WR2: Gabe Davis had 45 catches for 746 yards and seven touchdowns, a slight dip from the 2022 season, when he had 48 for 836 and seven TDs. Davis ranked 18th among No. 2 wide receivers in catches and No. 11 among No. 2 wide receivers in yards. (That doesn’t count a few receivers who saw the vast majority of their snaps from the slot.) Bottom line: You’d like more production from the No. 2 wideout spot, either in the ability to separate or the ability to make contested catches. There were eight games in which Davis caught one or zero passes.

Davis wasn’t lacking for targets. He had 81, just a slight dip from last year (93). But his catch rate (catches per target) was sixth lowest among the 61 wide receivers with at least 40 catches this season.

WR3: Over the last five games, Shakir had 23 catches for 233 yards and two TDs. That’s a pace over 17 games for 78 catches. Shakir was one of the big bright spots of the Bills’ late-season run.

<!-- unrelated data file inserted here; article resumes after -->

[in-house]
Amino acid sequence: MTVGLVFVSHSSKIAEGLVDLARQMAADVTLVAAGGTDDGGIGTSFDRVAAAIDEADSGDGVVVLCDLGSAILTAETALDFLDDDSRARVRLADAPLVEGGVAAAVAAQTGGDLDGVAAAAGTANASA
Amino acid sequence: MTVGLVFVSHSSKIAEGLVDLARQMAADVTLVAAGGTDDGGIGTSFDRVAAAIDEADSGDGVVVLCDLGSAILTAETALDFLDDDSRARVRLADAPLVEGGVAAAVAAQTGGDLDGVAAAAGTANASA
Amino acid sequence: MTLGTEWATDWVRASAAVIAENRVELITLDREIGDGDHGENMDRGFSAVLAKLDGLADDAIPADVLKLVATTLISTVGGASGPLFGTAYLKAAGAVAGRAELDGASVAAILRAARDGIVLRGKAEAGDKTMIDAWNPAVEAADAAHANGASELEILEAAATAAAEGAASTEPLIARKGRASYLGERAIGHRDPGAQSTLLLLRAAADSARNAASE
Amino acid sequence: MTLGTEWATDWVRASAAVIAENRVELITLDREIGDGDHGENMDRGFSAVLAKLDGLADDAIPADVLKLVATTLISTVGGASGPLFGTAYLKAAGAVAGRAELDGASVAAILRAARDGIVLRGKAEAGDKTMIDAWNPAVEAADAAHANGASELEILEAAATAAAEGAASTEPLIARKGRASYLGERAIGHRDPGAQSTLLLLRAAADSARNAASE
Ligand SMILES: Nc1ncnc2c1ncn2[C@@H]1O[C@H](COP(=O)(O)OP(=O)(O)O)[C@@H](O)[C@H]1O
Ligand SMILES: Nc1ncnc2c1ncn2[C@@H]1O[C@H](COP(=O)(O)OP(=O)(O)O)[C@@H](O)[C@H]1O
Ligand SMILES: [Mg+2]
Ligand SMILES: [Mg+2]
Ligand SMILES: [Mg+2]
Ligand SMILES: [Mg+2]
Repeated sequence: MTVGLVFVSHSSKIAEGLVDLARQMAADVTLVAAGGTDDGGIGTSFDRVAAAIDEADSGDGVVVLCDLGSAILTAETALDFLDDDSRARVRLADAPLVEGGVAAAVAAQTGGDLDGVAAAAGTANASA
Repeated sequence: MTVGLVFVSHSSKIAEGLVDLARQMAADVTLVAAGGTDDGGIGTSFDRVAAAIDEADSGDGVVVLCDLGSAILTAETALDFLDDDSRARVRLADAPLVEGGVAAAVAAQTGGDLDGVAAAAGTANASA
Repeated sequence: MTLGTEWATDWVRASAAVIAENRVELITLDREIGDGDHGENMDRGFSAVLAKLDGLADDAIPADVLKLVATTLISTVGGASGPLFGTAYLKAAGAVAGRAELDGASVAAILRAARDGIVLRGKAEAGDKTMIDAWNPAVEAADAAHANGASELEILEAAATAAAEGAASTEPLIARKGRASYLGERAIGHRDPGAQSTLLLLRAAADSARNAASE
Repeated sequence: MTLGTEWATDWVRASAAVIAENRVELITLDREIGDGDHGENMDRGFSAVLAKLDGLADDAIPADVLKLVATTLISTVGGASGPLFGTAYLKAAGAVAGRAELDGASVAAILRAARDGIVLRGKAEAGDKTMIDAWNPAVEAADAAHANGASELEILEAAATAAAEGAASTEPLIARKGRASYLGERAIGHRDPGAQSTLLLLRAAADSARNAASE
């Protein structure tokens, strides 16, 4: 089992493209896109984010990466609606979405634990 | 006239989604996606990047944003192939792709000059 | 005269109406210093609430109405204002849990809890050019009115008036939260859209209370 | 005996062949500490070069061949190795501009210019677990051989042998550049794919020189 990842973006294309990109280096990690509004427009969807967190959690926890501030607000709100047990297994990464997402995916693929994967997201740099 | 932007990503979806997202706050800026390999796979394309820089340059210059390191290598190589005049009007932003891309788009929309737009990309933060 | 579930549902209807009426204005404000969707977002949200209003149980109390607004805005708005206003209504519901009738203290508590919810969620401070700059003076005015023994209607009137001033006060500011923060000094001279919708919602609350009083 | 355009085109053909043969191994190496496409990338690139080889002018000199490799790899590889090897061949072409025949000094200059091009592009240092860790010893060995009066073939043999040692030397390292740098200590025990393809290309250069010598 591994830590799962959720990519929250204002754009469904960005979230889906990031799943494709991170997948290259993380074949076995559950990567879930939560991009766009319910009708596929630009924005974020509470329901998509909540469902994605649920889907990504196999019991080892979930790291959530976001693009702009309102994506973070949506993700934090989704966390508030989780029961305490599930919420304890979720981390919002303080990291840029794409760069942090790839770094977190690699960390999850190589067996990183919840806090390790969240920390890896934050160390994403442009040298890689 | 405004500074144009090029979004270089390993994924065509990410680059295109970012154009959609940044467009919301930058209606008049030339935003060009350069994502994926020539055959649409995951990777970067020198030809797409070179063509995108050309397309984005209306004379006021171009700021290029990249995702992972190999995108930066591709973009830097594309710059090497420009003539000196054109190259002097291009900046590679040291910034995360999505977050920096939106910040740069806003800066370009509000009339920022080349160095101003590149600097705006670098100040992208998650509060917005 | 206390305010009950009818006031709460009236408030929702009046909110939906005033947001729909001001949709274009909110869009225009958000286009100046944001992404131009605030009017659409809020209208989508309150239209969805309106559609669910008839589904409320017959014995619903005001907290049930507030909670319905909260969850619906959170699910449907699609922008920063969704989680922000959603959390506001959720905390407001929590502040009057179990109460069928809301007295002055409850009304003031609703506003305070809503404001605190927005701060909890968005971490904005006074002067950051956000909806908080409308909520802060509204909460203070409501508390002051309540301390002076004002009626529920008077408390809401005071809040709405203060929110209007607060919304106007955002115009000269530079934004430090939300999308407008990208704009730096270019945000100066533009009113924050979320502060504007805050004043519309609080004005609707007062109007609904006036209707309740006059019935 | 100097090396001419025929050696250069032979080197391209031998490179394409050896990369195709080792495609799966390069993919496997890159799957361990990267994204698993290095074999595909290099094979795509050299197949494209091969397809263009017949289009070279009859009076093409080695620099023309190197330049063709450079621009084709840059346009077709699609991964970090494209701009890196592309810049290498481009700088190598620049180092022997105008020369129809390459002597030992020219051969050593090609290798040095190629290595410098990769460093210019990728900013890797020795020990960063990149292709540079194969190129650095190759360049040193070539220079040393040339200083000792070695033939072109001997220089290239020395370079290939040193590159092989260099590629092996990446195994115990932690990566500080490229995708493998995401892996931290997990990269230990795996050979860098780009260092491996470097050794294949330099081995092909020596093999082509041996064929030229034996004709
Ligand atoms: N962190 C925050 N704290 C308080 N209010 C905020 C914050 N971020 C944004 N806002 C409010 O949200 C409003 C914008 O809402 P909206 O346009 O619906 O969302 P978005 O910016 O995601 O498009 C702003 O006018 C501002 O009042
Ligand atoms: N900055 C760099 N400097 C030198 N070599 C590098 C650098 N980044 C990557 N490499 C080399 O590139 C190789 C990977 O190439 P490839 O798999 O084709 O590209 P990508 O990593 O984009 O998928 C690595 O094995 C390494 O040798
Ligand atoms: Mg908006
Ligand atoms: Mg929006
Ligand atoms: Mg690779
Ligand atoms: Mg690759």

Strength of schedule​

The Bills’ offense played the 14th-most difficult schedule of defenses in the league, based on the “value over average” metric.
The Bills played 10 of 19 games against top-10-ranked defenses, counting both playoff opponents.

RPO usage​

The Bills finished third in the NFL in use of run-pass option plays, according to Pro Football Focus. The Bills ran them on 19.6% of pass snaps, well above the league average of 11.4%.

However, it wasn’t much of a change from last year, or even Brian Daboll’s final year as coordinator in 2021. The Bills were sixth in RPOs last year at 16.2%, and seventh the year before.

It is another way the Bills put control in Allen’s hands, taking advantage of a linebacker or safety overplaying the run or pass and trying to make the defense defend the whole field.